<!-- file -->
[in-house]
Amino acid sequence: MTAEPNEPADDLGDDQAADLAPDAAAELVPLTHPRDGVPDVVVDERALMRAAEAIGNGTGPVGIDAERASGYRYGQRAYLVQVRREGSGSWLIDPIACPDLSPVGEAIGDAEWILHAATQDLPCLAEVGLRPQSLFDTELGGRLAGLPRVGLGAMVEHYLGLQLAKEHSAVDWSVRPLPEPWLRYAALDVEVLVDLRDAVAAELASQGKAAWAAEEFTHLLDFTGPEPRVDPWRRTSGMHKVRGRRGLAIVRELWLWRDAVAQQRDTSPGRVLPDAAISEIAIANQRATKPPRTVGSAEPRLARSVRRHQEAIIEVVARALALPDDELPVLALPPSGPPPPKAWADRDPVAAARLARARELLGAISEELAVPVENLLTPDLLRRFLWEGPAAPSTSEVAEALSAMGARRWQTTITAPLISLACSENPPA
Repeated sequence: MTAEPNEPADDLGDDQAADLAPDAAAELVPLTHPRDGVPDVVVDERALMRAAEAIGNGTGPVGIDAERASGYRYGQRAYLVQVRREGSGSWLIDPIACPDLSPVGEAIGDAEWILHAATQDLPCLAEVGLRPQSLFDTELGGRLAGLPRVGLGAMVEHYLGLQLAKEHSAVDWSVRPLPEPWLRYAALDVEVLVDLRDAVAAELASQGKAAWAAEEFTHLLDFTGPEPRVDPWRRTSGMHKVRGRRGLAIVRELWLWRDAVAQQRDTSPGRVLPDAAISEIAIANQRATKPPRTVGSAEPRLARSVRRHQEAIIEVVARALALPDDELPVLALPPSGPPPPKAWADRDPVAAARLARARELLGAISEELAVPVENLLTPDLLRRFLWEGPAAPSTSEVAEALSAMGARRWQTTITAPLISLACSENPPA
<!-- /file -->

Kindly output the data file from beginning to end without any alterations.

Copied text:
[in-house]
Amino acid sequence: MTAEPNEPADDLGDDQAADLAPDAAAELVPLTHPRDGVPDVVVDERALMRAAEAIGNGTGPVGIDAERASGYRYGQRAYLVQVRREGSGSWLIDPIACPDLSPVGEAIGDAEWILHAATQDLPCLAEVGLRPQSLFDTELGGRLAGLPRVGLGAMVEHYLGLQLAKEHSAVDWSVRPLPEPWLRYAALDVEVLVDLRDAVAAELASQGKAAWAAEEFTHLLDFTGPEPRVDPWRRTSGMHKVRGRRGLAIVRELWLWRDAVAQQRDTSPGRVLPDAAISEIAIANQRATKPPRTVGSAEPRLARSVRRHQEAIIEVVARALALPDDELPVLALPPSGPPPPKAWADRDPVAAARLARARELLGAISEELAVPVENLLTPDLLRRFLWEGPAAPSTSEVAEALSAMGARRWQTTITAPLISLACSENPPA
Repeated sequence: MTAEPNEPADDLGDDQAADLAPDAAAELVPLTHPRDGVPDVVVDERALMRAAEAIGNGTGPVGIDAERASGYRYGQRAYLVQVRREGSGSWLIDPIACPDLSPVGEAIGDAEWILHAATQDLPCLAEVGLRPQSLFDTELGGRLAGLPRVGLGAMVEHYLGLQLAKEHSAVDWSVRPLPEPWLRYAALDVEVLVDLRDAVAAELASQGKAAWAAEEFTHLLDFTGPEPRVDPWRRTSGMHKVRGRRGLAIVRELWLWRDAVAQQRDTSPGRVLPDAAISEIAIANQRATKPPRTVGSAEPRLARSVRRHQEAIIEVVARALALPDDELPVLALPPSGPPPPKAWADRDPVAAARLARARELLGAISEELAVPVENLLTPDLLRRFLWEGPAAPSTSEVAEALSAMGARRWQTTITAPLISLACSENPPA